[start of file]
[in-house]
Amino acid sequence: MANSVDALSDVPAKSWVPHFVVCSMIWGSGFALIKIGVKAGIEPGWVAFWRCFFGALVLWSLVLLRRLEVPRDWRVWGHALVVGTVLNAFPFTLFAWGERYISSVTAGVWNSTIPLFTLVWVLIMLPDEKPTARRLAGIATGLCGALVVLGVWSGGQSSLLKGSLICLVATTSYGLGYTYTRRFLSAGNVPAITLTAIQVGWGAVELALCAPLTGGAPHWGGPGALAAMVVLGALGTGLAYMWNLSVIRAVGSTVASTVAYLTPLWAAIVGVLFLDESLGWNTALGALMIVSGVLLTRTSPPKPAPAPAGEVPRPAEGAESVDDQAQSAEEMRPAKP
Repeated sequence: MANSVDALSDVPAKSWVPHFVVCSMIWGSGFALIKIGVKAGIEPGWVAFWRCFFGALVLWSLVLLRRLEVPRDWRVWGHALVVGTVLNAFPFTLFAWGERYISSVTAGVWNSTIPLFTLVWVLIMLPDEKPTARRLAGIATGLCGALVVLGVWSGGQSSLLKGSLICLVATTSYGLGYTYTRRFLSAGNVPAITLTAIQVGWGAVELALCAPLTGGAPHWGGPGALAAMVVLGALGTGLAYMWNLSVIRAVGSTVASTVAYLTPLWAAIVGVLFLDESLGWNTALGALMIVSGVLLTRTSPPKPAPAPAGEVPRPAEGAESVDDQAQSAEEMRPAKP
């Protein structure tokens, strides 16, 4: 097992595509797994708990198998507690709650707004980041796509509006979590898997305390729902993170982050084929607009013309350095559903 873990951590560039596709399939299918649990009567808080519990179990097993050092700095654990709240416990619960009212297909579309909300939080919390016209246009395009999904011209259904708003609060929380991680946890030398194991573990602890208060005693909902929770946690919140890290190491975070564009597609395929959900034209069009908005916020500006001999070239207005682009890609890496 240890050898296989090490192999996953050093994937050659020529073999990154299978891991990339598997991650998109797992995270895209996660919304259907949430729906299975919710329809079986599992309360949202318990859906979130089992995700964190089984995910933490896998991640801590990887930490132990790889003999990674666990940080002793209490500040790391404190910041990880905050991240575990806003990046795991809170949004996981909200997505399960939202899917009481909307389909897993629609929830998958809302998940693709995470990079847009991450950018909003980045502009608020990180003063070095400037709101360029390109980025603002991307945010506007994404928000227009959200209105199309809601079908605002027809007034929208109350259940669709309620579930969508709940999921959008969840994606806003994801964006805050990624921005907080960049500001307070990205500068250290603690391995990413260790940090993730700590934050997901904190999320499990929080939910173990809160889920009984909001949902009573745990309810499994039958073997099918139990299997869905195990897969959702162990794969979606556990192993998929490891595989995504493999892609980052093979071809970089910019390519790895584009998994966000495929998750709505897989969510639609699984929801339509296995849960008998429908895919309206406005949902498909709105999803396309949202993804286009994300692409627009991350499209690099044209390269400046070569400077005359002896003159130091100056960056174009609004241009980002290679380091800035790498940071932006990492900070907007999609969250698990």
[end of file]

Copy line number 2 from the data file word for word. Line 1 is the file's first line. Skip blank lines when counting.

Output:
Amino acid sequence: MANSVDALSDVPAKSWVPHFVVCSMIWGSGFALIKIGVKAGIEPGWVAFWRCFFGALVLWSLVLLRRLEVPRDWRVWGHALVVGTVLNAFPFTLFAWGERYISSVTAGVWNSTIPLFTLVWVLIMLPDEKPTARRLAGIATGLCGALVVLGVWSGGQSSLLKGSLICLVATTSYGLGYTYTRRFLSAGNVPAITLTAIQVGWGAVELALCAPLTGGAPHWGGPGALAAMVVLGALGTGLAYMWNLSVIRAVGSTVASTVAYLTPLWAAIVGVLFLDESLGWNTALGALMIVSGVLLTRTSPPKPAPAPAGEVPRPAEGAESVDDQAQSAEEMRPAKP